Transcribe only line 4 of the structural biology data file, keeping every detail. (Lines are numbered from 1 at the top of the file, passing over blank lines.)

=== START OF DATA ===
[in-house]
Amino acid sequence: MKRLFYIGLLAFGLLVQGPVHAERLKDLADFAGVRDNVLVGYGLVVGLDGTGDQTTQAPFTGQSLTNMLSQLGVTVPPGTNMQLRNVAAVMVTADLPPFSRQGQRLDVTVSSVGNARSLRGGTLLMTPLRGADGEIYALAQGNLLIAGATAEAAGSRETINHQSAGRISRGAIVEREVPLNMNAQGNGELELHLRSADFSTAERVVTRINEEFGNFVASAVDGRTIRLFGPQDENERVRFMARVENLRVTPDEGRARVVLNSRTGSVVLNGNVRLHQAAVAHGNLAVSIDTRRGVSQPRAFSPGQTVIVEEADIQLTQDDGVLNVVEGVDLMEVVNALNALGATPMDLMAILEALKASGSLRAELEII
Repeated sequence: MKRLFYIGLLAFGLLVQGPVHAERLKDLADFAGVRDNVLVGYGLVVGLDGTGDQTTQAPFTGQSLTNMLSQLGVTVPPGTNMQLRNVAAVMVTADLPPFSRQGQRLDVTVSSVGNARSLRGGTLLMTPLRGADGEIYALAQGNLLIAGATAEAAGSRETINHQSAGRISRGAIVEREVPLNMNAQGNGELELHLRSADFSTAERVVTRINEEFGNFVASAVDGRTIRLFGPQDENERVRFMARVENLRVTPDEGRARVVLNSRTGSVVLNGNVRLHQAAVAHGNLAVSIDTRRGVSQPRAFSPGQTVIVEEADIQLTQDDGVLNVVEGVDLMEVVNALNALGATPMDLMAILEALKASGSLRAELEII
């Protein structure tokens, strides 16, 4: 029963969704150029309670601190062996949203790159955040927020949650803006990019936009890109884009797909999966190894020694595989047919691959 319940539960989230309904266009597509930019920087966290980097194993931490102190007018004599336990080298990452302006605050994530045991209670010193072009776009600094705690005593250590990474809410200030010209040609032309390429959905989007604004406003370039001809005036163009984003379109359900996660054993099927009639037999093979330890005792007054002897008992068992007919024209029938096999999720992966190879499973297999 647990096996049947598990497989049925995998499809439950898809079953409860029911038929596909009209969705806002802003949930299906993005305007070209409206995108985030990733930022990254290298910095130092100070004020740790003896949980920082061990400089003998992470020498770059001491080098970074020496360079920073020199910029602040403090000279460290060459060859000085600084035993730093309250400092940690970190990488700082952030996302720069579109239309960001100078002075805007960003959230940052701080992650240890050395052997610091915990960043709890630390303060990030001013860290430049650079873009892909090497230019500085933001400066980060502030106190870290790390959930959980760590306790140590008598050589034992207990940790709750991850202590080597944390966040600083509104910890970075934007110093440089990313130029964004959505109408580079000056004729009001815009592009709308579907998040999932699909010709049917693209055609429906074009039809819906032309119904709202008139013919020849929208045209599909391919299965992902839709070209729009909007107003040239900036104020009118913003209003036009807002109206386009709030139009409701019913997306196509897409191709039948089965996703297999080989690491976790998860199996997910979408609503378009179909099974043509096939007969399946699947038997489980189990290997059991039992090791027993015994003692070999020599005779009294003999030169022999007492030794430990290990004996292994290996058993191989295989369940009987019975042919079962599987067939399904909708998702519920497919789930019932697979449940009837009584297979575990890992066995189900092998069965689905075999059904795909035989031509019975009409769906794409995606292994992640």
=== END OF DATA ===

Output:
């Protein structure tokens, strides 16, 4: 029963969704150029309670601190062996949203790159955040927020949650803006990019936009890109884009797909999966190894020694595989047919691959 319940539960989230309904266009597509930019920087966290980097194993931490102190007018004599336990080298990452302006605050994530045991209670010193072009776009600094705690005593250590990474809410200030010209040609032309390429959905989007604004406003370039001809005036163009984003379109359900996660054993099927009639037999093979330890005792007054002897008992068992007919024209029938096999999720992966190879499973297999 647990096996049947598990497989049925995998499809439950898809079953409860029911038929596909009209969705806002802003949930299906993005305007070209409206995108985030990733930022990254290298910095130092100070004020740790003896949980920082061990400089003998992470020498770059001491080098970074020496360079920073020199910029602040403090000279460290060459060859000085600084035993730093309250400092940690970190990488700082952030996302720069579109239309960001100078002075805007960003959230940052701080992650240890050395052997610091915990960043709890630390303060990030001013860290430049650079873009892909090497230019500085933001400066980060502030106190870290790390959930959980760590306790140590008598050589034992207990940790709750991850202590080597944390966040600083509104910890970075934007110093440089990313130029964004959505109408580079000056004729009001815009592009709308579907998040999932699909010709049917693209055609429906074009039809819906032309119904709202008139013919020849929208045209599909391919299965992902839709070209729009909007107003040239900036104020009118913003209003036009807002109206386009709030139009409701019913997306196509897409191709039948089965996703297999080989690491976790998860199996997910979408609503378009179909099974043509096939007969399946699947038997489980189990290997059991039992090791027993015994003692070999020599005779009294003999030169022999007492030794430990290990004996292994290996058993191989295989369940009987019975042919079962599987067939399904909708998702519920497919789930019932697979449940009837009584297979575990890992066995189900092998069965689905075999059904795909035989031509019975009409769906794409995606292994992640």